Join our brand new verified AMN Telegram channel and get important news uncensored!

US Navy awards up to $122.9 million contract to build unmanned mine hunters

The unmanned surface vessels Seahawk, front, and Sea Hunter launch for the U.S. Pacific Fleet’s Unmanned Systems Integrated Battle Problem 21 (UxS IBP 21), April 20, 2021. (U.S. Navy photo by Mass Communication Specialist 2nd Class Thomas Gooley)

The Navy has awarded Lockport-based Bollinger Shipyards a contract that could be worth $122.9 million to engineer and build unmanned ships that will hunt and destroy mines.

The contract initially calls for three Mine Countermeasure Unmanned Surface Vessels, with an option to build up to 30 ships. Bollinger will partner with Huntington Ingalls Industries Unmanned Systems and Raytheon Technologies to build the ships.

The contract for the first three ships is $13.7 million.

Ben Bordelon, president and CEO of Bollinger, said in a statement the company was proud to build the state-of-the-art vessels, which will support the Navy by searching and sweeping mines. Underwater mines are a threat to naval vessels and shippers.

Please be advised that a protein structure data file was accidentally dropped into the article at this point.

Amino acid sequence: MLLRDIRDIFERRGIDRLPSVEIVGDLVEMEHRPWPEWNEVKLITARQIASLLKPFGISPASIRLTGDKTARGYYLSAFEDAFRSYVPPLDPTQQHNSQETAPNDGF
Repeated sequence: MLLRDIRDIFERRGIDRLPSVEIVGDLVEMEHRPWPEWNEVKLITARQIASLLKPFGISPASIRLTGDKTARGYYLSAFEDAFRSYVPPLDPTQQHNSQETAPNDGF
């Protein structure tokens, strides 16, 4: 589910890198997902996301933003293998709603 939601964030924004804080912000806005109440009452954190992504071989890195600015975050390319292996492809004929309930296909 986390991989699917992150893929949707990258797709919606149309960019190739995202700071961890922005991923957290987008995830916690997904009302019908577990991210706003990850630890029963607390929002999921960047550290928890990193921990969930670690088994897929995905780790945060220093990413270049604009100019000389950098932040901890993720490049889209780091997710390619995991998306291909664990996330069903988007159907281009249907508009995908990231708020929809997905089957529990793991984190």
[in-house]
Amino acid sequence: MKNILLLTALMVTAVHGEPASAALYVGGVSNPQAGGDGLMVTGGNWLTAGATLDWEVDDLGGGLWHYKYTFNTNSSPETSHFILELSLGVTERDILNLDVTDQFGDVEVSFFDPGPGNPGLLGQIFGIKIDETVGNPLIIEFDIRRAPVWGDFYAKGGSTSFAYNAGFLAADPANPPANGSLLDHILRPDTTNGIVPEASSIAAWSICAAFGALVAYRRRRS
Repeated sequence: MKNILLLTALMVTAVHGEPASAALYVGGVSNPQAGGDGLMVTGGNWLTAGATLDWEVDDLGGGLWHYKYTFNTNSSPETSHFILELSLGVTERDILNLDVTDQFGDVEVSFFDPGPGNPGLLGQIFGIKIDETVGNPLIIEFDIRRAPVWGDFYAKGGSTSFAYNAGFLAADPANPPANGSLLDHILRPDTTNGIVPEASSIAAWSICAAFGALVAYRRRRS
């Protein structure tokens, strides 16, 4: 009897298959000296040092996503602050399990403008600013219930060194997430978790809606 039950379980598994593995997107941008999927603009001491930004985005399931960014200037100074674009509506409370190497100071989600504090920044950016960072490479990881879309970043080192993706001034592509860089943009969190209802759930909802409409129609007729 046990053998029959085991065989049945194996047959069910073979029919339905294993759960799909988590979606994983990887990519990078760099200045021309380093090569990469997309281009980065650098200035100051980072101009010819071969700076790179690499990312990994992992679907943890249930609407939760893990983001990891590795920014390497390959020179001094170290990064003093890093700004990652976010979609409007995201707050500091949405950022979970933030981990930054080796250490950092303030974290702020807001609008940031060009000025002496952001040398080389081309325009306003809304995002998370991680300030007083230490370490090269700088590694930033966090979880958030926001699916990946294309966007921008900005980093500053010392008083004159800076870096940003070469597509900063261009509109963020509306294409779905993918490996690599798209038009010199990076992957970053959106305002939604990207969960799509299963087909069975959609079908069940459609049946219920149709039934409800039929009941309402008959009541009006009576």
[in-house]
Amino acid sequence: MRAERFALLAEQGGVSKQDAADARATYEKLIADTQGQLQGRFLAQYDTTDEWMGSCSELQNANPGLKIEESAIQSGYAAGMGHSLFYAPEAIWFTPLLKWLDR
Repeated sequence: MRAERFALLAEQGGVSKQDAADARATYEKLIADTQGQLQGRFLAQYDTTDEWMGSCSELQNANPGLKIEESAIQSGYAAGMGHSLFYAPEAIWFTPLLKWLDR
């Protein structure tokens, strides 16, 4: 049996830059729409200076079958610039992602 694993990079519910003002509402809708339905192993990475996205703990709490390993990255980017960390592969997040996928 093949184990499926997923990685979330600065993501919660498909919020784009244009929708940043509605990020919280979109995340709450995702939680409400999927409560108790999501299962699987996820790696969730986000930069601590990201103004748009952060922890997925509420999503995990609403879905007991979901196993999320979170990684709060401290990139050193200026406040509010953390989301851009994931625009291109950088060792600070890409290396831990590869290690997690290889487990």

The work will support 100 jobs at the shipyard. The date for delivery of the first ship is still to be determined. If the Navy exercises its options to build all 30 ships, the work will go on through 2027.

The autonomous vessels will replace the Navy’s current minesweeping program, which consists of mine countermeasure ships and helicopters.

The Navy initially awarded Bollinger the contract for the minesweepers in April, but Textron Systems protested the win through the Government Accountability Office. Textron had worked with the military for years to develop the unmanned surface vehicles, according to Breaking Defense. The GAO denied the challenge last week.


(c) 2022 The Advocate

Distributed by Tribune Content Agency, LLC.